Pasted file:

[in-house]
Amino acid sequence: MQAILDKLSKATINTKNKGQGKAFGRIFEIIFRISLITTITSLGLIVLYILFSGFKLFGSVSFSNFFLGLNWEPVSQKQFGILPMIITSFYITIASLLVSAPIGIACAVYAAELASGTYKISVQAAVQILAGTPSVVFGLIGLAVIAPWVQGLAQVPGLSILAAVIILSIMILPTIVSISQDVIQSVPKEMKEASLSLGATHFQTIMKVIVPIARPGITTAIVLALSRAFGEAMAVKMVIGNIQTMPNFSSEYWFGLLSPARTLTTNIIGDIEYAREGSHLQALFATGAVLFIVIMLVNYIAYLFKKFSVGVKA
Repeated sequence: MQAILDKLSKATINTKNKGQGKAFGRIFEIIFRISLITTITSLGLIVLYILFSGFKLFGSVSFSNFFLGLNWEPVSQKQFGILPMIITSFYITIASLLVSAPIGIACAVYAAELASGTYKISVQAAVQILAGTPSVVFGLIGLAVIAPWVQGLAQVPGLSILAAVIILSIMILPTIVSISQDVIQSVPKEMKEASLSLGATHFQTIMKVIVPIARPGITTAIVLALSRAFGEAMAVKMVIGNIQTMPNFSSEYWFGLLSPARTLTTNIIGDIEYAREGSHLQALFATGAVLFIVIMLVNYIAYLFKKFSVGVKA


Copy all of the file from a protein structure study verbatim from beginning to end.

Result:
[in-house]
Amino acid sequence: MQAILDKLSKATINTKNKGQGKAFGRIFEIIFRISLITTITSLGLIVLYILFSGFKLFGSVSFSNFFLGLNWEPVSQKQFGILPMIITSFYITIASLLVSAPIGIACAVYAAELASGTYKISVQAAVQILAGTPSVVFGLIGLAVIAPWVQGLAQVPGLSILAAVIILSIMILPTIVSISQDVIQSVPKEMKEASLSLGATHFQTIMKVIVPIARPGITTAIVLALSRAFGEAMAVKMVIGNIQTMPNFSSEYWFGLLSPARTLTTNIIGDIEYAREGSHLQALFATGAVLFIVIMLVNYIAYLFKKFSVGVKA
Repeated sequence: MQAILDKLSKATINTKNKGQGKAFGRIFEIIFRISLITTITSLGLIVLYILFSGFKLFGSVSFSNFFLGLNWEPVSQKQFGILPMIITSFYITIASLLVSAPIGIACAVYAAELASGTYKISVQAAVQILAGTPSVVFGLIGLAVIAPWVQGLAQVPGLSILAAVIILSIMILPTIVSISQDVIQSVPKEMKEASLSLGATHFQTIMKVIVPIARPGITTAIVLALSRAFGEAMAVKMVIGNIQTMPNFSSEYWFGLLSPARTLTTNIIGDIEYAREGSHLQALFATGAVLFIVIMLVNYIAYLFKKFSVGVKA